ELEY’s resident outdoors expert, Mick Garvey, gives his advice on how you can get shooting permissions to shoot on private land.
“I’ve been lucky to gain permission over around 30 acres of woodland, open grass and a couple of crop fields. First impressions are good. Having recced the land it has a good head of various quarry… rabbits, squirrels, and I even saw a lonesome fox.
The shooting permissions arose after asking numerous times about this land, which I drive by every day. When I first approached the farmer he looked at me and said I don’t have a problem with crows and pigeons here. Yet, all the time I was talking to him I was looking over his shoulder at groups of the very same avian pests helping themselves to his freshly drilled crops. So this is where I could have challenged the point and said “look over there.” However, I didn’t. It’s his land and here’s some guy he’d never seen before asking for permission to roam his fields with a gun. It’s understandable that so many farmers and landowners are wary.
I said ok, no problem but could I leave you my card and details in case anything changes. Then, I gave a quick breakdown of where I lived and what I did for a living so he knew I wasn’t just a chancer or a possible problem. On leaving, I shook his hand and thanked him for his time.
That summer, I saw him again a few times and gave him a wave whenever possible. I even stopped for another chat when walking my dog Zeva and he remembered me. When asked if he still had my card, he said he’d misplaced it. I always carry cards with me so I passed him another. This time however he took time to study it before saying thanks and putting it in his wallet. I took this to be a good sign and half expected a call that evening … it never came.
Then out of the blue last week I had a call from an unknown number. “Err is that Mick?… it’s Bill from the fields at the end of your road.” Well, he’d come to the conclusion that the pest control was indeed needed. His words were “I like the cut of your jib Mick.” Which I’m not even sure the meaning of but I think I’d impressed him. The rabbits were taking liberties on the fringes of the crop fields and my first task was to sort them out. Winner! He said I could shoot the woods and the grass fields. What’s more, he may have more for me as his usual shooter was getting on and was looking at hanging up his guns. Another winner!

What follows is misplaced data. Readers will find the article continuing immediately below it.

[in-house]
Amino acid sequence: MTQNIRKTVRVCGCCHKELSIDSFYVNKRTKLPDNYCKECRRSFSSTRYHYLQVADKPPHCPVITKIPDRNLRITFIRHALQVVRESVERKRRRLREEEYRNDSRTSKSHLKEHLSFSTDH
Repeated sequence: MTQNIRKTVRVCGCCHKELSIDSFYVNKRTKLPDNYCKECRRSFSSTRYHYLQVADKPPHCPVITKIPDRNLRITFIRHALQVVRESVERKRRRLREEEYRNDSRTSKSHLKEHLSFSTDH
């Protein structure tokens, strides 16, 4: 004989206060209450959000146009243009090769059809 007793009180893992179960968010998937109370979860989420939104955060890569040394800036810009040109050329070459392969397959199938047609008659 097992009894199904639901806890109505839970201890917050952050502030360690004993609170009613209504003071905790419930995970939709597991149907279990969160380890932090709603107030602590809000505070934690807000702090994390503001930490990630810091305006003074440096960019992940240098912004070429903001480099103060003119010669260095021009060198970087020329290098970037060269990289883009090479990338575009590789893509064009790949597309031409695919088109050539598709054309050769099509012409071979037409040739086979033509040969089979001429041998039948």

This all came about by not being too pushy, but being patient and respecting others views. For many years I used to try for shooting permissions and mostly got rejected. Probably due to them having people in place and for the reasons mentioned above. I never gave in and carried on asking around. If you ruck up in camo gear with a gun on your shoulder I firmly believe gives the wrong impression. Try turning up in work clothes or even in casual dress which can work wonders. Be polite and respect their wishes and views and most of all never give up and don’t forget that some farmers don’t agree with shooting … but will know others that do.
Be prepared to show your insurance and any logs you keep of your pest control. Also provide any names of farmers and landowners that can vouch for you. All of this will help present a truly professional image. I now have quite a few permissions and can honestly say I get on with all the farmers and landowners like best mates. This had led to being recommended to others… which is the best form of flattery.”